'We found more than one thousand pages of religious texts'
A team of Israeli, Moroccan, and French researchers recently excavated a ruined synagogue in the Atlas Mountains to rescue ancient artifacts that highlight the daily lives of Saharan Jews.
David Goeury, a geographer at Sorbonne University in Paris and a member of the research team, portrayed to i24NEWS what they found and why such artifacts are so important in understanding Jewish history.
“We found more than one thousand pages of religious texts,” Goeury said.
“You have a lot of historic Saharan Jewish communities in Morocco. They were settled since more than 2,000 years ago in this area. [The findings] will give us more information on the daily life of the Jewish community."
Goeury noted that looters ravaged the synagogue, destroying parts of it and stealing religious books, prompting Israeli and Moroccan universities to quickly collaborate and rescue the remaining artifacts.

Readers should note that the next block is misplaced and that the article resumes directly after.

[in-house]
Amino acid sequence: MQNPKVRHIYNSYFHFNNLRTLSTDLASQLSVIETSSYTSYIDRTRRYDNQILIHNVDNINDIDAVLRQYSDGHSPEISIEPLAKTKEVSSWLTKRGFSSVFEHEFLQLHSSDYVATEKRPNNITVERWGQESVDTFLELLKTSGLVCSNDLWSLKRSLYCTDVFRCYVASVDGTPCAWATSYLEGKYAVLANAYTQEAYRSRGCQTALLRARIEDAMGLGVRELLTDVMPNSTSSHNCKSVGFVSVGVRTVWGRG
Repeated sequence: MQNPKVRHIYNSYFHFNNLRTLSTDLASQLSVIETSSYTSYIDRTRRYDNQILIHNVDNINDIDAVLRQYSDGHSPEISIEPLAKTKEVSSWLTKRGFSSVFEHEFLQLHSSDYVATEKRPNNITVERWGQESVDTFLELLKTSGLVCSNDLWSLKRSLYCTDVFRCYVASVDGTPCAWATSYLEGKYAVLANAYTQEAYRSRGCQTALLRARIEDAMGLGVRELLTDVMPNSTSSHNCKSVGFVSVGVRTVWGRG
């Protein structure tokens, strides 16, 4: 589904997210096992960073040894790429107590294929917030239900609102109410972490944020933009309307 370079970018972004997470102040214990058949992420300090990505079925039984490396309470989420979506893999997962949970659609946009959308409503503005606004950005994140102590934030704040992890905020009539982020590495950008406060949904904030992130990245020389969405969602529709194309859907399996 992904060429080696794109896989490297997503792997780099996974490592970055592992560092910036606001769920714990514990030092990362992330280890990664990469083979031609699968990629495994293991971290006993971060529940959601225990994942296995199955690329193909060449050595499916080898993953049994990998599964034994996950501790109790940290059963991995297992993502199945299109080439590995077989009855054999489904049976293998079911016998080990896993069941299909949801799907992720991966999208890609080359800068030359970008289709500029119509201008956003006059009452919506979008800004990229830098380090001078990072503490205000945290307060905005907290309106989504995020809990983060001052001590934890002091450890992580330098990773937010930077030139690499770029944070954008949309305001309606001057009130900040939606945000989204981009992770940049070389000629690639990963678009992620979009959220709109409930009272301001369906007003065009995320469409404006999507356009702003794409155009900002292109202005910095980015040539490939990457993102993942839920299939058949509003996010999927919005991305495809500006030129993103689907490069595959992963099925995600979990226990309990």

He added that it was the first time a collaborative excavation was done by Israeli and Moroccan establishments.
“What we want to study is the daily life of the Jewish communities among Muslim communities, and how they were able to organize very important trade routes and networks from West Africa to North Africa, even to Asia,” Goeury explained.
In order to document all the connections between the Saharan area and African ports, the researcher said that the team must now translate the synagogue’s ancient archives so as to “understand deeper what was going on in Agar and in other synagogues in the area.”